FDA recently relaxed rules allowing an innovative form of therapy for a type of colon infection known as Clostridium difficile (C. difficile).
The colon contains hundreds of distinct strains of bacteria which help maintain healthy digestion (at least 500 have been identified and there are likely hundreds more). One of those, C. difficile, can grow out of control when the others are killed. This most often occurs after the use of antibiotics and can become life threatening. Ironically, C difficile infection has been treated with a range of antibiotics, but the infection often recurs and/or does not respond. New research based on experiments in the 1950’s has suggested that returning the colon to its normal balance of microbiome (hundreds of different types of bacteria) can suppress the C. difficile and allow the colon to quickly heal. This has been attempted using probiotic supplements. Unfortunately, that treatment has only a limited effect because not enough new types of bacteria are being reintroduced through supplementation.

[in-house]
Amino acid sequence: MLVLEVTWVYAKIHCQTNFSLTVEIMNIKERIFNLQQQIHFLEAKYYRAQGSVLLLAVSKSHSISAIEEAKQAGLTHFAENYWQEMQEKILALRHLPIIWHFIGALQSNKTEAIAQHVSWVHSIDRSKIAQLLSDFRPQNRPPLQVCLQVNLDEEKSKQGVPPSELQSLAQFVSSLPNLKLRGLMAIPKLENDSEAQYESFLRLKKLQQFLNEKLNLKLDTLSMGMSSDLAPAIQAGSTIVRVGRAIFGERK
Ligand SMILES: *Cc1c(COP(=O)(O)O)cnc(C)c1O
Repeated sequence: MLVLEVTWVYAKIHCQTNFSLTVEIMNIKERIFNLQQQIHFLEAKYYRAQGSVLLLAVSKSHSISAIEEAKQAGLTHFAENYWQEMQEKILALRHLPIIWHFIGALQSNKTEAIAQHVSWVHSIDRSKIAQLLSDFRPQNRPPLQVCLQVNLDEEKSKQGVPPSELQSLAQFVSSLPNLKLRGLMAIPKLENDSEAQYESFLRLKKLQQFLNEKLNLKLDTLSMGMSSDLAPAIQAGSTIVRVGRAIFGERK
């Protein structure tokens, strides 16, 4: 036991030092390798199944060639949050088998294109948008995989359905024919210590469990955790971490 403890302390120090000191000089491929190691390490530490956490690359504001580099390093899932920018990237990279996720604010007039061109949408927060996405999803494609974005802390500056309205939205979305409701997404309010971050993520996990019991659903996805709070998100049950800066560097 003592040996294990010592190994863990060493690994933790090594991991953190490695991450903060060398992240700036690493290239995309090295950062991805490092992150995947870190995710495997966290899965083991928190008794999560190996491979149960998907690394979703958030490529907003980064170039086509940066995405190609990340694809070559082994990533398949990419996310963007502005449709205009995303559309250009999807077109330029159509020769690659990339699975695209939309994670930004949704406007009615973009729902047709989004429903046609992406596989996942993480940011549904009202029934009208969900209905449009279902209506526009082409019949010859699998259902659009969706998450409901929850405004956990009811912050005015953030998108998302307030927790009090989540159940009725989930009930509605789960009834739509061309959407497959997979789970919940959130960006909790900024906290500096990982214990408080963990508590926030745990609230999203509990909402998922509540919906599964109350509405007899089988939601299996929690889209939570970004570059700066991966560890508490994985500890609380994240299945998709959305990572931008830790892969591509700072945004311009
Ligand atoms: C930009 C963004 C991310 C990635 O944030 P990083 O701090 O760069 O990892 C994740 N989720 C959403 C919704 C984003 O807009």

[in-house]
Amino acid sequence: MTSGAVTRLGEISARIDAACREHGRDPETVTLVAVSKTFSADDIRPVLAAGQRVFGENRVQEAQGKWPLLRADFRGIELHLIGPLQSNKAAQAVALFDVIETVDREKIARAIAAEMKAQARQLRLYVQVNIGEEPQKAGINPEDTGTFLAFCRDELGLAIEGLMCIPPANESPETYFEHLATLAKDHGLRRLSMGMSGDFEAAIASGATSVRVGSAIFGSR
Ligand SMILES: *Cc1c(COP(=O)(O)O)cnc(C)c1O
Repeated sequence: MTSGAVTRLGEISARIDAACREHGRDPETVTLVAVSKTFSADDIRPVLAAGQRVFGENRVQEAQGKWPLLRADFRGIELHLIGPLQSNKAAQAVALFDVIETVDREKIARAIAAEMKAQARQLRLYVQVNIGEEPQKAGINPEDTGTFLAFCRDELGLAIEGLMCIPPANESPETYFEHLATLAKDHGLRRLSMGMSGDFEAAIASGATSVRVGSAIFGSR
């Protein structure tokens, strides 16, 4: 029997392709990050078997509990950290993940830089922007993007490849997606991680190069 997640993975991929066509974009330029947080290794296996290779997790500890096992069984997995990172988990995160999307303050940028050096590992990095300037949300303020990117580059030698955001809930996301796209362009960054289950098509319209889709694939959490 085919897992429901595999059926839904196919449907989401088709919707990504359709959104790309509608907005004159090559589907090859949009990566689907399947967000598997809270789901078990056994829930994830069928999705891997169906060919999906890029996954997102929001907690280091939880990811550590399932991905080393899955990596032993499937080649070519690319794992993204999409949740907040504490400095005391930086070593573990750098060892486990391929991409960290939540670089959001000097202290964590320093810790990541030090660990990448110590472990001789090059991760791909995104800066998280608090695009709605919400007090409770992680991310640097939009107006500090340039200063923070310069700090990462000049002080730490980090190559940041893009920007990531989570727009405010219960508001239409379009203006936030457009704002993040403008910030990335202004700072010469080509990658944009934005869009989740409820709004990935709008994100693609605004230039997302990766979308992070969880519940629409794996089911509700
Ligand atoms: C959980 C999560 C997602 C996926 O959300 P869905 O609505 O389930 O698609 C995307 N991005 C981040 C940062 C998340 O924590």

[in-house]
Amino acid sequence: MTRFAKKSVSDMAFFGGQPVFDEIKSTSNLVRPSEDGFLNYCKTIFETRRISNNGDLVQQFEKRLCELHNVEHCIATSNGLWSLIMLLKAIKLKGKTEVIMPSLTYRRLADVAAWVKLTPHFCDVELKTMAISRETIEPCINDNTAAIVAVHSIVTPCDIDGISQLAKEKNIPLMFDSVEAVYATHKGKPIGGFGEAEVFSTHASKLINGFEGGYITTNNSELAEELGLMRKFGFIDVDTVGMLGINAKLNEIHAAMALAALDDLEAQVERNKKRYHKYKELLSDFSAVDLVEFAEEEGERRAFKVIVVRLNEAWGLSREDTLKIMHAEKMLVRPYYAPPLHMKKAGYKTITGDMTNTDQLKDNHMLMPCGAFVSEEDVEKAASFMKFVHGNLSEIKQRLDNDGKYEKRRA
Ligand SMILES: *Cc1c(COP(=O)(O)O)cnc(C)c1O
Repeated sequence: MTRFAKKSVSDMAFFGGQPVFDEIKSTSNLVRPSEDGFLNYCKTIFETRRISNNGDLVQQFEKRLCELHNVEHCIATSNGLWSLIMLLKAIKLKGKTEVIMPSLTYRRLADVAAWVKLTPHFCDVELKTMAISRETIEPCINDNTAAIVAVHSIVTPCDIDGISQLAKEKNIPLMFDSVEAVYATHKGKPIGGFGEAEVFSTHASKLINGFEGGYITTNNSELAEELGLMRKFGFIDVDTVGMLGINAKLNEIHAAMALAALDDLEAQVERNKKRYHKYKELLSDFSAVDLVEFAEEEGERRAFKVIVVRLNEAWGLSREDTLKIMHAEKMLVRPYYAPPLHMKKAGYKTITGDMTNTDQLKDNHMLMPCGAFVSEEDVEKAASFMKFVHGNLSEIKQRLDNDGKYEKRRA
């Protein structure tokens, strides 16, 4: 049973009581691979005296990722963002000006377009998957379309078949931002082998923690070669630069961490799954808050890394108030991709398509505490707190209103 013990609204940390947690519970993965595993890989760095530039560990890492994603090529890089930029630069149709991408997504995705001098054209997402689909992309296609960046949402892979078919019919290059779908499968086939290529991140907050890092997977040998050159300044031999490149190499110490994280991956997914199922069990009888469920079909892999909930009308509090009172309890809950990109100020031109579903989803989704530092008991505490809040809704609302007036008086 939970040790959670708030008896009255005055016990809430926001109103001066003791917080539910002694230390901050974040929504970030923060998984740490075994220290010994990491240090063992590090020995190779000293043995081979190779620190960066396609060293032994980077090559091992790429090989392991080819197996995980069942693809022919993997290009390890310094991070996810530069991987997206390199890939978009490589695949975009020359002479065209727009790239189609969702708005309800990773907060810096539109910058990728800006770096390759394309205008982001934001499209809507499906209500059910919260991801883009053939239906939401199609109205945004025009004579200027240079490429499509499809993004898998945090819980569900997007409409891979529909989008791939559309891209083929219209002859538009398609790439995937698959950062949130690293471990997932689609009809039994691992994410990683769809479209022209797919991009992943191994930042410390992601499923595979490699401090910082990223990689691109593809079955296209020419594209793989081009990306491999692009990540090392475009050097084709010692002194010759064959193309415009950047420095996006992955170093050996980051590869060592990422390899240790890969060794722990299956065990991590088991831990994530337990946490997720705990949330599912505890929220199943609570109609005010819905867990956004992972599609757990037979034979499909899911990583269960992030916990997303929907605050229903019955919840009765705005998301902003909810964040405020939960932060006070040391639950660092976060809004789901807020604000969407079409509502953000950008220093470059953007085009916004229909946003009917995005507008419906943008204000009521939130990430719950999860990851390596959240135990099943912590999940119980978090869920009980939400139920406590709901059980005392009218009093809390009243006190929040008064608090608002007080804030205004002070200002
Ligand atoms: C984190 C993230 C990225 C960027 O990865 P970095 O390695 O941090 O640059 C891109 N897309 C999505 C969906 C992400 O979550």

A more promising approach is fecal biotherapy. Simply stated, with this treatment, a healthy donor provides a stool sample that is administered to the patient. Data suggest that up to 90% of people respond and can be cured of their C. difficile infection. There are various ways to administer the stool, but the most common is during a colonoscopy. Although mainly performed at large medical research centers, the method has slowly become more widely accepted in other health facilities. Dr. Langman has performed several “stool transplants” with great success. He was the first provider to perform such transplant at Nyack Hospital and has pioneered the current standardized protocol in Rockland County.
Although still in its experimental stage, fecal therapy is available to those patients for whom traditional treatment has failed. It is important to note that fecal biotherapy also shows promise in other diseases such as ulcerative colitis.